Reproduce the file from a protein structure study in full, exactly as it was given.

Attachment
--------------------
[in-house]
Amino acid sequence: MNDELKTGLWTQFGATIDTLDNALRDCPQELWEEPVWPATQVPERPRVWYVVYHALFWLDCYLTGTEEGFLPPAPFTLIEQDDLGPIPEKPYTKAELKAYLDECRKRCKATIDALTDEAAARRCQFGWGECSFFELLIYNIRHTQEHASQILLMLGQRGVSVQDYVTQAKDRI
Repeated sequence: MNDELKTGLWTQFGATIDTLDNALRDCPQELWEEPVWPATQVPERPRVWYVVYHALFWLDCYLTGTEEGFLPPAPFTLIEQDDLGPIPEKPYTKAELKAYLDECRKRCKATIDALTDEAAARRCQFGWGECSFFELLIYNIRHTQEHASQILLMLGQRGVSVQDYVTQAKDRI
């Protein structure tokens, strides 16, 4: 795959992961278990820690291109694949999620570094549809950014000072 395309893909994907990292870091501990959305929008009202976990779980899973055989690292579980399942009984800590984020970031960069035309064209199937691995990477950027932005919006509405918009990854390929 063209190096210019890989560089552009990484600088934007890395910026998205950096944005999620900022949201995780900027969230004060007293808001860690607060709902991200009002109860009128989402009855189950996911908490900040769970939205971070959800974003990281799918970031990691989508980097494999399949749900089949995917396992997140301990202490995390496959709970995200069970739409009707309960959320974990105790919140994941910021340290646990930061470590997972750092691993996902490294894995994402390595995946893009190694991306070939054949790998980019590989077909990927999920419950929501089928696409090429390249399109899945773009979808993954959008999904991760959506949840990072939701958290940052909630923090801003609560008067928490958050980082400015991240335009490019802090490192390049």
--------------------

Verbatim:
[in-house]
Amino acid sequence: MNDELKTGLWTQFGATIDTLDNALRDCPQELWEEPVWPATQVPERPRVWYVVYHALFWLDCYLTGTEEGFLPPAPFTLIEQDDLGPIPEKPYTKAELKAYLDECRKRCKATIDALTDEAAARRCQFGWGECSFFELLIYNIRHTQEHASQILLMLGQRGVSVQDYVTQAKDRI
Repeated sequence: MNDELKTGLWTQFGATIDTLDNALRDCPQELWEEPVWPATQVPERPRVWYVVYHALFWLDCYLTGTEEGFLPPAPFTLIEQDDLGPIPEKPYTKAELKAYLDECRKRCKATIDALTDEAAARRCQFGWGECSFFELLIYNIRHTQEHASQILLMLGQRGVSVQDYVTQAKDRI
């Protein structure tokens, strides 16, 4: 795959992961278990820690291109694949999620570094549809950014000072 395309893909994907990292870091501990959305929008009202976990779980899973055989690292579980399942009984800590984020970031960069035309064209199937691995990477950027932005919006509405918009990854390929 063209190096210019890989560089552009990484600088934007890395910026998205950096944005999620900022949201995780900027969230004060007293808001860690607060709902991200009002109860009128989402009855189950996911908490900040769970939205971070959800974003990281799918970031990691989508980097494999399949749900089949995917396992997140301990202490995390496959709970995200069970739409009707309960959320974990105790919140994941910021340290646990930061470590997972750092691993996902490294894995994402390595995946893009190694991306070939054949790998980019590989077909990927999920419950929501089928696409090429390249399109899945773009979808993954959008999904991760959506949840990072939701958290940052909630923090801003609560008067928490958050980082400015991240335009490019802090490192390049």